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Fact of the day
Constable and Turner: how a red buoy won the war of landscapes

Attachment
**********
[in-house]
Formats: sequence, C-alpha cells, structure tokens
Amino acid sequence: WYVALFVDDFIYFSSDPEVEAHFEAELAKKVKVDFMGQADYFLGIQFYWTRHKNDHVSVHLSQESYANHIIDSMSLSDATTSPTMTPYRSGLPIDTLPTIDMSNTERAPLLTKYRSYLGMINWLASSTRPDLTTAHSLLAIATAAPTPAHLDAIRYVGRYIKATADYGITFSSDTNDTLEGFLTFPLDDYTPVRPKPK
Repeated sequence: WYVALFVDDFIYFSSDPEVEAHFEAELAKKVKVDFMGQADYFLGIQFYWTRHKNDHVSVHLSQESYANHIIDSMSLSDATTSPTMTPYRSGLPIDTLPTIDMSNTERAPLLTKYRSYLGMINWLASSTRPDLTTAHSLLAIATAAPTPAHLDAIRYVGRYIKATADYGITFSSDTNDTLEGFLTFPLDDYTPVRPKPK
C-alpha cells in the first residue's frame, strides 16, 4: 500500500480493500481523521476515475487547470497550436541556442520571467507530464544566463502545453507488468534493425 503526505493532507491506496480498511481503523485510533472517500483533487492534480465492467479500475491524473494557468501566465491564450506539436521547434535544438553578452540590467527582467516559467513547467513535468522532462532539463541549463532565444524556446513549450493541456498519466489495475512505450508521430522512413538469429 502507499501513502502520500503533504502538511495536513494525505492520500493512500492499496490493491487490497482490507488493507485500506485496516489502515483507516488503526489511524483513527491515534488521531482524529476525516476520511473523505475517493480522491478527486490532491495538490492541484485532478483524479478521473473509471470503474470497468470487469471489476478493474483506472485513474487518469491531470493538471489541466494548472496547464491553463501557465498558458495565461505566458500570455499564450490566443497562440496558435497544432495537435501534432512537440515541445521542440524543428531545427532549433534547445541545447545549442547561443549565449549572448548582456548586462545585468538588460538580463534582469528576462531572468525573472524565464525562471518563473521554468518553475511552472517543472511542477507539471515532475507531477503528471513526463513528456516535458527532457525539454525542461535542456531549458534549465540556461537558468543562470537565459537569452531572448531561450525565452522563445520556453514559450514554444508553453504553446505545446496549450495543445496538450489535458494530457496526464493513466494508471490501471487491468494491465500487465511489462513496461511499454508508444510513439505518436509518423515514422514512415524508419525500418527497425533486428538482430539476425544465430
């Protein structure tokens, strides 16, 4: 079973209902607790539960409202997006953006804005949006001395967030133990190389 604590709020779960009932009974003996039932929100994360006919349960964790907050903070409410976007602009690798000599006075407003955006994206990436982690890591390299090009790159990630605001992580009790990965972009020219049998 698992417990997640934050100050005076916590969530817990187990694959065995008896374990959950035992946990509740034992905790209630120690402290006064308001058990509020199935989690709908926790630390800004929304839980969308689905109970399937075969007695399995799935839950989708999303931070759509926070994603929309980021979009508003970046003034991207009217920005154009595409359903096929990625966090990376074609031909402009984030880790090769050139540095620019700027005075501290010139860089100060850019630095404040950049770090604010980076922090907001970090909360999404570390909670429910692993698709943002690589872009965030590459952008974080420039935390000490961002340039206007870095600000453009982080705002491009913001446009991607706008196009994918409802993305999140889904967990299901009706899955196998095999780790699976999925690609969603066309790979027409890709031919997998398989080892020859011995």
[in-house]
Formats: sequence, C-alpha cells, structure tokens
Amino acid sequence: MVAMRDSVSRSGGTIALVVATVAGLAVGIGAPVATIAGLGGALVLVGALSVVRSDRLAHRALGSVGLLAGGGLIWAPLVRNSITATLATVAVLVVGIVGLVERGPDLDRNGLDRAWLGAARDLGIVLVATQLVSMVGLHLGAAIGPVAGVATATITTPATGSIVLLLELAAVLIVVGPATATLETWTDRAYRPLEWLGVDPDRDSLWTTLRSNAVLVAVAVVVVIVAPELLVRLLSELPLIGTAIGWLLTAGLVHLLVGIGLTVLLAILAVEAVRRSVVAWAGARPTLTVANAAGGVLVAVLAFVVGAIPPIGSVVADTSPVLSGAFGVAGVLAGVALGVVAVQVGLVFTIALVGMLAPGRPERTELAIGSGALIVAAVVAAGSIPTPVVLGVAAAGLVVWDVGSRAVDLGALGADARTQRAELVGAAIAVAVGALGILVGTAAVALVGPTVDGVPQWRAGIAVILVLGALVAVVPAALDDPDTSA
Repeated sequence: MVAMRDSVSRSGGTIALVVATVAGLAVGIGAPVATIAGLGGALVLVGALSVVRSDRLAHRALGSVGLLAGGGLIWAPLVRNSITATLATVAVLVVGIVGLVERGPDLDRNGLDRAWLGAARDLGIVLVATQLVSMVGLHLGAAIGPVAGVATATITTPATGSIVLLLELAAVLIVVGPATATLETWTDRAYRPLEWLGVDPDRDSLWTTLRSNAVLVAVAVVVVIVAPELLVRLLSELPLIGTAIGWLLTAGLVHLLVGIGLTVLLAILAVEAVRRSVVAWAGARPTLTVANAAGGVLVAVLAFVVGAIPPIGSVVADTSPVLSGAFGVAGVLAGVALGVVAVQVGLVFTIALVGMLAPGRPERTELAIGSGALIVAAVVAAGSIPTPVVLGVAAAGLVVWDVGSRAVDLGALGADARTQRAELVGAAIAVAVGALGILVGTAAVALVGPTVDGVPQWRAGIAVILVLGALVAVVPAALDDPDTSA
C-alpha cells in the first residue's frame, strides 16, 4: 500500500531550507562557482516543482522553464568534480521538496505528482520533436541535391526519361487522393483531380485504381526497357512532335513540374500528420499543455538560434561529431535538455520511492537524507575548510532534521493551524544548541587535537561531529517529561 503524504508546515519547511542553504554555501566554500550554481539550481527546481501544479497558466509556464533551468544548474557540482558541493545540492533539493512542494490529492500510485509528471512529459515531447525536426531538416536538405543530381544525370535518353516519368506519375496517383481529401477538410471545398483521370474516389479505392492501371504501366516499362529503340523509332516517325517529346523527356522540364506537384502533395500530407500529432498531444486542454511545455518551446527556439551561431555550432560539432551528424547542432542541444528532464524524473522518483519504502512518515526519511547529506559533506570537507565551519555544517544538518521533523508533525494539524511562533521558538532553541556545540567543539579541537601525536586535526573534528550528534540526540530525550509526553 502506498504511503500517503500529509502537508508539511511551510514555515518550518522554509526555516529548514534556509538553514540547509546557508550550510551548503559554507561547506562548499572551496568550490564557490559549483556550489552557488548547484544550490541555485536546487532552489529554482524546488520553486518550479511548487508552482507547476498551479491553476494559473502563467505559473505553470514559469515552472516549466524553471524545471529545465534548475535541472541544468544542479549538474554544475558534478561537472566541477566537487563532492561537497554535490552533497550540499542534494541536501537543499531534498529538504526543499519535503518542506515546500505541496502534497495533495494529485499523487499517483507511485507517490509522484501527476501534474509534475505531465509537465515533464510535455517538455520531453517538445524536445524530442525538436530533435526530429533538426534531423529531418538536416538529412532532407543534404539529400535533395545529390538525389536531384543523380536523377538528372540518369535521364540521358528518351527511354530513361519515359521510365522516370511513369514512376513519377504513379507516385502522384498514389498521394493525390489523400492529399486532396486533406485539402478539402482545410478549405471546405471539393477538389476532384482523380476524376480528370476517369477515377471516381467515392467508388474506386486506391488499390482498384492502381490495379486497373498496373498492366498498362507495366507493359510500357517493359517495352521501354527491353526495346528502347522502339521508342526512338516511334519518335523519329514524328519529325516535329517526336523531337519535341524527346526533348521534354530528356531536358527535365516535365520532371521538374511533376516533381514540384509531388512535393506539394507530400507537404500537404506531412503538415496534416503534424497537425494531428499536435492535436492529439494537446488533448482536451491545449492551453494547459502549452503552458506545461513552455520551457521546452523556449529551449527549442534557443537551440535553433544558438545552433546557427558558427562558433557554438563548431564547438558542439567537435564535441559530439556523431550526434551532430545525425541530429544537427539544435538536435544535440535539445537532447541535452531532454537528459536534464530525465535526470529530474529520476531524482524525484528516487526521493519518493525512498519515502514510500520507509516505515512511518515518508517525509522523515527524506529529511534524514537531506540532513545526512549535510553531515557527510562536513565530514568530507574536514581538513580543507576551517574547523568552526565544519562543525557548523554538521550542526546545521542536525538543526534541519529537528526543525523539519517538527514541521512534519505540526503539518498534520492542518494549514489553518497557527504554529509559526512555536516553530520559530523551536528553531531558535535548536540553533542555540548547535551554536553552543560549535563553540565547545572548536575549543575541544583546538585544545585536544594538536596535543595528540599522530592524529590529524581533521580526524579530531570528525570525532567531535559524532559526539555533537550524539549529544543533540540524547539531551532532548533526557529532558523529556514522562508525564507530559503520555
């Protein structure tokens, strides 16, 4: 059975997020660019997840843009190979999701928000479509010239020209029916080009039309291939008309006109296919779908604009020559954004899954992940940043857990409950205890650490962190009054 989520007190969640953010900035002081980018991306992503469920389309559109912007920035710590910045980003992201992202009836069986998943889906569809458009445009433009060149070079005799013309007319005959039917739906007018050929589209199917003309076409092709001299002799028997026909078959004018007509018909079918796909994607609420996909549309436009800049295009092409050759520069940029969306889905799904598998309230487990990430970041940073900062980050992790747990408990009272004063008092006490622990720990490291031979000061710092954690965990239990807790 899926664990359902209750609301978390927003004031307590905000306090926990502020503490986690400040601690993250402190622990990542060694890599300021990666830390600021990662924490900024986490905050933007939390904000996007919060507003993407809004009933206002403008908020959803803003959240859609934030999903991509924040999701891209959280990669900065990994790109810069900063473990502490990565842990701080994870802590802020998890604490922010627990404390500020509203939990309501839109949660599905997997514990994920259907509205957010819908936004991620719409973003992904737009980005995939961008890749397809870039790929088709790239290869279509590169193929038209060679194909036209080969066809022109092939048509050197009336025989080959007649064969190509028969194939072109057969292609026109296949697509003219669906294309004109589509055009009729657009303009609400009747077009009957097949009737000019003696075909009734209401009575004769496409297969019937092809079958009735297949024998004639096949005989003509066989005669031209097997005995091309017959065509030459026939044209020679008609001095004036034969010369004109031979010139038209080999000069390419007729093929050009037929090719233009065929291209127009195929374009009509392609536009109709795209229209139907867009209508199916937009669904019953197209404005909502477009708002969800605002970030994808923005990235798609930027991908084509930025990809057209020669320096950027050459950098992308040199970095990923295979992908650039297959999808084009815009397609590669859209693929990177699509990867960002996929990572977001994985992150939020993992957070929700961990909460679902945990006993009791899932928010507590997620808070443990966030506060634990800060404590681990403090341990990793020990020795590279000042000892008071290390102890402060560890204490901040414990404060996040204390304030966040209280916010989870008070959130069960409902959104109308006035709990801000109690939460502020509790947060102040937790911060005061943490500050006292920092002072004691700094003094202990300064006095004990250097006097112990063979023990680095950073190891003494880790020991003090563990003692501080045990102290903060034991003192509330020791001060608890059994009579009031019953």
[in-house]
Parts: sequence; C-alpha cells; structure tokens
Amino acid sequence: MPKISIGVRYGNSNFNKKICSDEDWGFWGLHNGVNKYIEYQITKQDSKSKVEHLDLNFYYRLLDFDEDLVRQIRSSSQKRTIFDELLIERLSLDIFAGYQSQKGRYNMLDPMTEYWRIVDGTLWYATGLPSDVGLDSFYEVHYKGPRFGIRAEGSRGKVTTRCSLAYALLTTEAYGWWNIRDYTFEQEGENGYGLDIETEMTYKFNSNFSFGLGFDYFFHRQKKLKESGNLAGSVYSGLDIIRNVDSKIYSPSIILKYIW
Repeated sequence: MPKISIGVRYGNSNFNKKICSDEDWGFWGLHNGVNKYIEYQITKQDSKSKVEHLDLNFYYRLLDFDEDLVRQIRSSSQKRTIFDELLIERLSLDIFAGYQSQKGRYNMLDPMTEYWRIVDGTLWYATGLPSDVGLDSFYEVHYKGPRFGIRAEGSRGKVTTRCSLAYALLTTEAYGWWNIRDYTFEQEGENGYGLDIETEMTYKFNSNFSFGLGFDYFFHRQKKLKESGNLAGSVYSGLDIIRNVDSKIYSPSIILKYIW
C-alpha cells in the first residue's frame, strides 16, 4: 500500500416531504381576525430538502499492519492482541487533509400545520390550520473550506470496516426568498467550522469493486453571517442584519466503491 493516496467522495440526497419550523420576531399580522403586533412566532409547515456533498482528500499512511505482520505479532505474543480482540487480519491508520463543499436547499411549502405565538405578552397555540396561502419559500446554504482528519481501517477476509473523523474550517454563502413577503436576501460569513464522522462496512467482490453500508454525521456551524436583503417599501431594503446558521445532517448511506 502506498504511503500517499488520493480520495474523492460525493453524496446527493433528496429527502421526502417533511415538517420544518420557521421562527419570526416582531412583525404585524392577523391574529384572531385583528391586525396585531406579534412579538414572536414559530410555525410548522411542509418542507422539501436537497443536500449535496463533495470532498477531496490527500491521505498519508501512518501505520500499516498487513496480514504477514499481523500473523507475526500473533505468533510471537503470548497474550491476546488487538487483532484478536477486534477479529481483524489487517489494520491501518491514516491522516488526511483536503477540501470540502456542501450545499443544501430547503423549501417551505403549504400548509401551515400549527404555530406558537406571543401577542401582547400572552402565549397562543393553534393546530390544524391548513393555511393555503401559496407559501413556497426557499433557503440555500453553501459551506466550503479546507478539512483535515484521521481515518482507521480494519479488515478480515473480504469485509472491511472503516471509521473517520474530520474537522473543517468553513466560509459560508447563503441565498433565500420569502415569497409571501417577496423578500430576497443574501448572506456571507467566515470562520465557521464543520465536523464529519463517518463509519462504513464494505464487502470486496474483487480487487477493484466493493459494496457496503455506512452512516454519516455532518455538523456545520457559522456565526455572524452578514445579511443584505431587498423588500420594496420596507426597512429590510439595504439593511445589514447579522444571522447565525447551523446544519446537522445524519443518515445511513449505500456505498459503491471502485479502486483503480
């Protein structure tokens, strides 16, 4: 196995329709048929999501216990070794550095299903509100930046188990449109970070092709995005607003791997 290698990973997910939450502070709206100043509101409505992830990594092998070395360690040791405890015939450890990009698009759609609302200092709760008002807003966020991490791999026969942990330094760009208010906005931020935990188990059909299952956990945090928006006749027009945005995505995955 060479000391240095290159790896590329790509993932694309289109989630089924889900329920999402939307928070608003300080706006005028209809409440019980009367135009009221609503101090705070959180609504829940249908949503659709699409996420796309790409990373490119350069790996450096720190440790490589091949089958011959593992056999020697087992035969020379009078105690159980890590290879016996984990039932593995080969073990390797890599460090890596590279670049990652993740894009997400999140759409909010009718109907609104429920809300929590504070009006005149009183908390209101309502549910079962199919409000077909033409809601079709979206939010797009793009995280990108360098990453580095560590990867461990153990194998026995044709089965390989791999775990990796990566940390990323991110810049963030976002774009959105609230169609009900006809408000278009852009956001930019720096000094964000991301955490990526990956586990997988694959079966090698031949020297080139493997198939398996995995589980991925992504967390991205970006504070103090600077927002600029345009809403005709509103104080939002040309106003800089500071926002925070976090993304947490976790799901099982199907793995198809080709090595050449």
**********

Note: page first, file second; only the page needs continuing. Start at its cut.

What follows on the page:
In 1832, the paintings of two famous artists, who had a quarrel a year before because their paintings had been hung side-by-side, ended up on the same wall of the hall at the Royal Academy of arts. Constable's Opening of Waterloo Bridge was a complex work which had been in progress for ten years. Turner's Helvoetsluys seemed to be a simpler seascape. Shortly before the opening, Constable was adding final touches to his piece. Turner walked in, looked at both paintings, and then added one detail to his one – a little red buoy swaying on the waves. The bright spot instantly attracted the attention of the audience. Constable complained that Turner had been in and 'fired a gun'. 180 years after the first conflict of these landscape artists, their "controversial" paintings were hung side-by-side again.
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